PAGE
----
Theo lauds Hendry influence on Cubs playoff run
Former Cubs general manager Jim Hendry was spotted at the ballpark Saturday night, taking in Game 1 of the Cubs-Dodgers series.
It was his first game at Wrigley Field since scouting duties for the Yankees over the summer.
But that doesn’t mean his presence hasn’t been felt during the Cubs’ playoff run so far.
After the Cubs’ big Game 4 comeback in San Francisco, team president Theo Epstein corrected a media member congratulating him on identifying and developing ninth-inning heroes Javy Baez and Willson Contreras – Epstein crediting his predecessor, Hendry, with those acquisitions.
“Kudos to Jim, [former scouting director] Tim Wilken in Javy’s case, and [scouts] Tom Clark, Louie Eljaua and Alex Suarez,” Epstein said on the eve of Saturday’s NLCS opener. “Great job identifying them.”
Baez, the clear (unofficial) MVP of the Cubs’ Division Series against the Giants, showed his value again in the Cubs’ two-run second, turning a bloop hit to left-center into a double, and one out later turning pickoff attempt into the Cubs’ first postseason steal of home since 1907.
“I think sometimes teams do make a mistake of changing for change’s sake and looking past good players who are already in the organization when you get somewhere new,” said Epstein, who shed the roster and system of dozens of players he inherited after taking over five years ago.
“There’s a history of that,” Epstein added. “And we probably fell victim to it a little bit with the [batting champion DJ] LeMahieu trade [to Colorado for Ian Stewart]. I’m glad that Javy and Willson were able to realize their talents here because it would have been a mistake to get rid of either guy.”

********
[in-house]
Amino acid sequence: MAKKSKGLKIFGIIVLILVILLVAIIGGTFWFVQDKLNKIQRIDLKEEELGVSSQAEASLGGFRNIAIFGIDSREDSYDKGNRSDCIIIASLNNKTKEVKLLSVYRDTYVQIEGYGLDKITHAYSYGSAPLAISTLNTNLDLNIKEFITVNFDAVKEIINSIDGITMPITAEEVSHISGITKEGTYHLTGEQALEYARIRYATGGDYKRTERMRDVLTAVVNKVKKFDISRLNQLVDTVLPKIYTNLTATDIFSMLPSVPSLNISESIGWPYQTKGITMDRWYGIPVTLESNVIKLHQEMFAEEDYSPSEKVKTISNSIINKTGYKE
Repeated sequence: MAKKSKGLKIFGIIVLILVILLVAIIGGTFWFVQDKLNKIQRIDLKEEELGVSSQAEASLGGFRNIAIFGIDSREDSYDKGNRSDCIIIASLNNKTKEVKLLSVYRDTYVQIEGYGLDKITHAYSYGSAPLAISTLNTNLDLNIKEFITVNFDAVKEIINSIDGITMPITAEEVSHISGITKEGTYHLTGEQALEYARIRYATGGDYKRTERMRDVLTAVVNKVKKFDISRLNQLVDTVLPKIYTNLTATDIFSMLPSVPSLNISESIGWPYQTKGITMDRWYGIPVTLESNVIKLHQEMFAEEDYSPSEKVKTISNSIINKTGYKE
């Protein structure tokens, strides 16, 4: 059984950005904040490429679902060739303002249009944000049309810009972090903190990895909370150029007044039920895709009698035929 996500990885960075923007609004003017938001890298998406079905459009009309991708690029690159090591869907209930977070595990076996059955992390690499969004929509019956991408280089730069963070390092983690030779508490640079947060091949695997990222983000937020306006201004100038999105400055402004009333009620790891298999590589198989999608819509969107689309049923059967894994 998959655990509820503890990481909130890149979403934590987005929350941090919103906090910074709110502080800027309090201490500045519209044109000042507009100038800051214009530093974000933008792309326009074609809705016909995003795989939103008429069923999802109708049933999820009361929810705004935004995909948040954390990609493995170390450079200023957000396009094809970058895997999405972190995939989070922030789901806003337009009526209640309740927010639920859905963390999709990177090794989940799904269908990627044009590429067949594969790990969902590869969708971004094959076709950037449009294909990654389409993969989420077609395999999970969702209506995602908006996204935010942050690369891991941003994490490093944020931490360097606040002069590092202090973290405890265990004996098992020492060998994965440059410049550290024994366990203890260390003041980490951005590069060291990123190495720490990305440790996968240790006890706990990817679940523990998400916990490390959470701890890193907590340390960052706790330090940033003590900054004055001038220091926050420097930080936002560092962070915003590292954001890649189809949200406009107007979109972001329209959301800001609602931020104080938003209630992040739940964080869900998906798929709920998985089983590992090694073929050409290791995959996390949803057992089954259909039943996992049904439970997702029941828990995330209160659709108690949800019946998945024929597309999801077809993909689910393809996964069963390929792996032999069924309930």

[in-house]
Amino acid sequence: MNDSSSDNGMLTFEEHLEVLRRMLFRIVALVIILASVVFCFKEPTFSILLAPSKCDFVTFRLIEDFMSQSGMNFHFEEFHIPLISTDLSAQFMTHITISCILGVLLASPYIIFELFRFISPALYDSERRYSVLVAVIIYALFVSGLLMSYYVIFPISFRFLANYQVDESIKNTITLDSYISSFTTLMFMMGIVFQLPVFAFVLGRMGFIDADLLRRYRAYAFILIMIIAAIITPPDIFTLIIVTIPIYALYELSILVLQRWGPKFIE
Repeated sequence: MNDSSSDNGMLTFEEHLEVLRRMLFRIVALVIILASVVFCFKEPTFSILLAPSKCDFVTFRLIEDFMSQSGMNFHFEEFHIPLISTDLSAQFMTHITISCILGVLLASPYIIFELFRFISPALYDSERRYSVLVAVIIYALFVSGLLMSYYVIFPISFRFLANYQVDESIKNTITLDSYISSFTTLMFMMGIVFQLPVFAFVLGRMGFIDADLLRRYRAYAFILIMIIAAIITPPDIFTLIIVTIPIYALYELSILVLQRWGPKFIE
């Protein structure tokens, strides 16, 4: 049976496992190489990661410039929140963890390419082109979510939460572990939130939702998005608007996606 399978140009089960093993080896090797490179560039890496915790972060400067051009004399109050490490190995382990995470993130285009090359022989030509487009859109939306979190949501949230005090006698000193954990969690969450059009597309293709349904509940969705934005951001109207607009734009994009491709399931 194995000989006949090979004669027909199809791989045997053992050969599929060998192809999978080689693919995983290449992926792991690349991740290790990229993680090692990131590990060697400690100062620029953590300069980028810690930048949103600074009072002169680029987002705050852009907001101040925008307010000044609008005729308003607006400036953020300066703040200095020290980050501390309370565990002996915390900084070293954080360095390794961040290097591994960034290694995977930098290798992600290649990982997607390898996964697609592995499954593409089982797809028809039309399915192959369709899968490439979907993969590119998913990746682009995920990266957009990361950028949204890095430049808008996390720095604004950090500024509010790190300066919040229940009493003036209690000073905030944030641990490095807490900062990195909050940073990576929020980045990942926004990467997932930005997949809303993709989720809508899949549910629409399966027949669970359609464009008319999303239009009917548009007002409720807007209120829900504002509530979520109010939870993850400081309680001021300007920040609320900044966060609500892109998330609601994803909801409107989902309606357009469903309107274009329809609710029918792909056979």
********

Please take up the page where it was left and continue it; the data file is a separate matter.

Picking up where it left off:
Holdover Wilken also was a key influence in the Cubs using their No. 6 overall pick in 2012 to take Albert Almora Jr., having followed for at least two years before that draft.
Hendry was fired in July of 2011 but allowed to stay on to negotiate the signings of the Cubs’ draft picks – his last official act as GM getting Baez signed minutes before the signing deadline.
“I really don’t deserve any credit for that the way I look at it,” said Hendry, passing the credit for Baez and Contreras to Wilken and former Cubs player development exec Oneri Fleita.
“I’m glad he’s doing great, but I don’t sit there and ever say, `That’s my guy,’ “ Hendry said. “I remember at the end of March, first of April , Tim said, `Hey I think I got my guy. I want you to see him. Right now that’s my dude.’ That was Baez two months before the draft. We found ourselves on draft day just hoping he’d get to us.”
Hendry, now a special assistant to Yankees GM Brian Cashman, still lives in the area. He considers the Game 4 comeback a touchstone moment and predicted this will be the year the Cubs do what he tried nine years to get done.
“You look back and you wish – not that I wanted it to be `I did it’ – but I kind of wanted to be the guy that gave the generations what they deserved. I don’t really look back with regrets. I had a real fair chance.”
He’s a fan of this team and how Epstein has rebuilt under Ricketts ownership, Hendry said.
“They’re in as good of shape as they possibly could be, and they’re going to be good for years,” Hendry said. “The job Theo’s done is second to none. It’s flawless. I’m happy for him. I’m happy for the guys that are still here when I was here. It’s all positive for me.”
The Cubs made the playoffs in 2003, 2007 and 2008 under Hendry, with his ’03 team finishing a well-documented five outs short of the World Series.
“We had two or three real good runs at it. We did well,” he said. “We never got over the hump.
“They will now. And I think they’re going to be the best team in the game for a few years.”